A federal judge, striking a dramatic blow to the government's campaign
against medical marijuana, spared pot advocate Ed Rosenthal from a prison
sentence Wednesday for his conviction on cultivation charges, saying Rosenthal
believed he was acting legally.
Rosenthal, 58, a prominent author, columnist and authority on marijuana
growing, could have received at least five years in prison under federal law
for his conviction of growing more than 100 plants for the Harm Reduction
Center, a San Francisco dispensary operating under California's medical
marijuana law. A federal prosecutor had asked for a 6 1/2-year sentence.
But U.S. District Judge Charles Breyer said the "extraordinary, unique
circumstances of this case" justified an exemption from the usual sentencing
requirements. He imposed the lightest term possible -- a day in jail, which
Rosenthal served after his February 2002 arrest. He also fined Rosenthal $1,
300 and put him on supervised release for three years with orders not to
violate any criminal laws and to submit to searches.
Ed Rosenthal walks into the San Francisco Federal Building with his wife, Jane Klein, and his 12-year-old daughter, Justine Rosenthal, before the sentencing hearing. Chronicle photo by Frederic Larson
The packed courtroom erupted into cheers and shouts when Breyer announced
his sentence. Some spectators wept. Moments later, the information reached a
crowd of Rosenthal backers in the hallway, prompting another celebration.
"This is Day 1 in the crusade to bring down the marijuana laws, all the
marijuana laws," Rosenthal proclaimed after the hearing to about 100 jubilant
Rosenthal, who had denounced Breyer as biased during the trial, was in no
mood to praise him after the sentencing.
"He did me no favors," Rosenthal said. "He made me a felon because he would
not allow the jury to hear the whole story. He had an agenda."
Rosenthal plans to appeal his conviction based on Breyer's rulings that
kept virtually the entire defense case from the jury -- that Rosenthal was
protected by Proposition 215, the 1996 California initiative that allowed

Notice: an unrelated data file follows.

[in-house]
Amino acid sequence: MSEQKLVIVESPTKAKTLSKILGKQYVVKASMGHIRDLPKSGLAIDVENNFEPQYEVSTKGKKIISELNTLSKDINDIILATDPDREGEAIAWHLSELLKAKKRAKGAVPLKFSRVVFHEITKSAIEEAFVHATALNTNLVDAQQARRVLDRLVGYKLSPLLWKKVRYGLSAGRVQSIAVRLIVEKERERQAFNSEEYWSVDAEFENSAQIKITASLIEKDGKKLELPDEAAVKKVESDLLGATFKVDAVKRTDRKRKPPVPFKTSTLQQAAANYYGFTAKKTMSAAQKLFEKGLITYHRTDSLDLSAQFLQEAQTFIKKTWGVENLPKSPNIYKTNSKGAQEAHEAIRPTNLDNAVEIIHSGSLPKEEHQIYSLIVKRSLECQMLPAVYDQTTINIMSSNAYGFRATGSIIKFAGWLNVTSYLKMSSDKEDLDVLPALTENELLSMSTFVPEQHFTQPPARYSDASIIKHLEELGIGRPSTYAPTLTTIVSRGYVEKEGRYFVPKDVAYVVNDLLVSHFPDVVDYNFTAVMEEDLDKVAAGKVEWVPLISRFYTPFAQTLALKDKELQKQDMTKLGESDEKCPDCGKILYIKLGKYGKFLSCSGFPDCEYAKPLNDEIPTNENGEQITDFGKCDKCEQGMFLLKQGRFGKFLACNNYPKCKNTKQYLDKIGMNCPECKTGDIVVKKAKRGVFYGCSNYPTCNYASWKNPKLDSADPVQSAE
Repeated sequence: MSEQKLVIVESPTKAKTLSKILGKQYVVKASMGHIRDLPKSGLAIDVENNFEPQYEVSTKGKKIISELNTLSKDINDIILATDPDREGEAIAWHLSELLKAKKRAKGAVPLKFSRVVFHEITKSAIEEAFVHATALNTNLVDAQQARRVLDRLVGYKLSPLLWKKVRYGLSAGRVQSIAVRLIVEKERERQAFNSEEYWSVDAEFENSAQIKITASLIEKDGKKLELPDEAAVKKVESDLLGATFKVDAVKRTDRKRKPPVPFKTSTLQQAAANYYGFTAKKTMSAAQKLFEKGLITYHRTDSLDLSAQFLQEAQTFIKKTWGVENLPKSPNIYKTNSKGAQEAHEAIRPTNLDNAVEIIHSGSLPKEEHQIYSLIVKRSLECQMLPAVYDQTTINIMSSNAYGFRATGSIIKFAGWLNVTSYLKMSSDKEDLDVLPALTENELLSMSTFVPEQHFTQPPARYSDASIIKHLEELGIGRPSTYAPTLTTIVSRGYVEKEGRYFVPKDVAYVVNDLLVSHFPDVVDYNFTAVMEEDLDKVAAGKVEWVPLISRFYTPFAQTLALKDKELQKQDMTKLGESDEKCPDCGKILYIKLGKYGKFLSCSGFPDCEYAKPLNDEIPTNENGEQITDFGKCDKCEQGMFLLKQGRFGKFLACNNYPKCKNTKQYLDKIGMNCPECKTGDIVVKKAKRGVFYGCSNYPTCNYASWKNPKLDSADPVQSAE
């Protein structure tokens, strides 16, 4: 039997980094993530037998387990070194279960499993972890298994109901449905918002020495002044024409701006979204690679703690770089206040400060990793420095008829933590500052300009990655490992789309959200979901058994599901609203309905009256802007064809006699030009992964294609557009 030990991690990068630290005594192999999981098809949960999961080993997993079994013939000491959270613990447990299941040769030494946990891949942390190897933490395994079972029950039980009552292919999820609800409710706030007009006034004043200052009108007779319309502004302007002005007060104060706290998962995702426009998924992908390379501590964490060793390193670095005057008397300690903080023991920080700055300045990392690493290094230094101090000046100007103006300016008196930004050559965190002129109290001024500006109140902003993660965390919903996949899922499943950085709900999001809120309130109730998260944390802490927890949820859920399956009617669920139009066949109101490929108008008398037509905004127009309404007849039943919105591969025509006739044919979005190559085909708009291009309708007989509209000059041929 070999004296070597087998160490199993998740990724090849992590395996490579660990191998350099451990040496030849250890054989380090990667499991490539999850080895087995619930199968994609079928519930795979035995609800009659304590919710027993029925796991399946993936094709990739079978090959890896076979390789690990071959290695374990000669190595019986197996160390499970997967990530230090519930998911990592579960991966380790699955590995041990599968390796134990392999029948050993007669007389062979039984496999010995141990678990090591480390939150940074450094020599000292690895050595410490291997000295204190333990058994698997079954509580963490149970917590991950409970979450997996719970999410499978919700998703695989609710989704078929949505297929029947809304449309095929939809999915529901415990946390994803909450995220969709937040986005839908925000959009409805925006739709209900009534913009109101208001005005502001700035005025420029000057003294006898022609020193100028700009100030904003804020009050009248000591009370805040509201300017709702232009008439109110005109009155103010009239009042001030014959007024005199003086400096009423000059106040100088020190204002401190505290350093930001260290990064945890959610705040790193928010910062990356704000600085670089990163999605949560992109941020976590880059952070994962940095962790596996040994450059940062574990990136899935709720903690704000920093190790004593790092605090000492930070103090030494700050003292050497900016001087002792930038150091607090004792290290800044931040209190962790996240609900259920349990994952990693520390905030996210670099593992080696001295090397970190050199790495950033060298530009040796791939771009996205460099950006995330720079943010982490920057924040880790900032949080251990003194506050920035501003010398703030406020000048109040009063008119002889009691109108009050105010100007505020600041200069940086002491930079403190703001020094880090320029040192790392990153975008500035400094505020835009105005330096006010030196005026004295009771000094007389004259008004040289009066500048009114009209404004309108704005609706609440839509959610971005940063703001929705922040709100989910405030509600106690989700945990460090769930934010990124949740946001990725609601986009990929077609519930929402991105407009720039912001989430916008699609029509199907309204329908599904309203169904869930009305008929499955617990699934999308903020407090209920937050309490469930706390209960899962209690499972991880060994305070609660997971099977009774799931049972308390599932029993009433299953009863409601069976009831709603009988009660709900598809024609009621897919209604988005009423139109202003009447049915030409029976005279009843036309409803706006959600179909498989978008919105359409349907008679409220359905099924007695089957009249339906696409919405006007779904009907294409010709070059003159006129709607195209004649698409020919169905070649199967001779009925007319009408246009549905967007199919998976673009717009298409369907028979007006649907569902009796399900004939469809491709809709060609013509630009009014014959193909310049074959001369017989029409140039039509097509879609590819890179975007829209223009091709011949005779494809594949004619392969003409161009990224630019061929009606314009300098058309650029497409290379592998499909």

seriously ill patients to obtain marijuana with a doctor's recommendation, and
that the city of Oakland had designated him as an officer to supply marijuana
to a patients.
Prosecutors could appeal Breyer's decision to reduce the sentence below the
standard federal guidelines. No decision has been made on an appeal, said
Assistant U.S. Attorney Matthew Jacobs, spokesman for the office.
Meanwhile, advocacy groups declared victory.
'A VERY STRONG MESSAGE'
"Today marks the beginning of the end of the federal war on medical
marijuana patients," said Robert Kampia, executive director of the nonprofit
Marijuana Policy Project in Washington, D.C.
"It sends a very strong message to the Bush administration that they had
better focus their law enforcement resources on serious and violent crime,
especially terrorism, and stop arresting patients and caregivers in the nine
states that have legalized medical marijuana," said Keith Stroup, executive
director of the National Organization for the Reform of Marijuana Laws.
Also celebrating were some of the jurors who disavowed their guilty verdict
after learning that Rosenthal's medical marijuana defense had been kept from
them during the trial. Seven of the 12 jurors signed a letter urging Breyer
not to sentence Rosenthal to prison, and four attended Wednesday's hearing.
State Attorney General Bill Lockyer also called for a lenient sentence.
"Today has put my faith back into our judicial system," said juror Pamela
Klarkowski, a registered nurse from Petaluma.
The prosecution of a noted activist on his home turf was only one of a
series of federal enforcement actions against medical marijuana operations
since California voters approved Prop. 215, actions that have drawn increased
resistance from local and state officials.
A civil suit initially filed by the Clinton administration resulted in a U.
S. Supreme Court ruling that shut down the Oakland marijuana cooperative --
though more than 30 others are still operating in the state -- and both the
Clinton and Bush administrations have sought, unsuccessfully so far, to punish
doctors who recommend marijuana.
The Bush administration has also raided pot farms and dispensaries and
filed numerous criminal charges against medical marijuana growers, winning
prison sentences in at least four cases, with a dozen more cases pending,
according to advocates.
Rosenthal's case was unique because of his relationship with the city of
Oakland. Trying to shield its Cannabis Buyers' Cooperative from the federal
crackdown, the City Council declared the organization an official city agency
in 1998 and allowed its leaders to designate suppliers -- including Rosenthal -
- as city officers.
Breyer, saying he was following federal drug laws, ruled before the trial
that Rosenthal did not qualify as a narcotics law enforcement officer, which
would have immunized him from prosecution. But he cited the same evidence
Wednesday in his sentencing decision.
Rosenthal "believed that he was not violating federal law," the judge said.
"His belief, while erroneous, was reasonable."
Because his ruling served notice that a local agency can't provide
protection from federal charges, Breyer said, leniency for Rosenthal won't
encourage lawbreaking by others.
But Rosenthal predicted predicted to reporters that higher courts would
find Breyer "dead wrong" on the immunity issue.
©2003 San Francisco Chronicle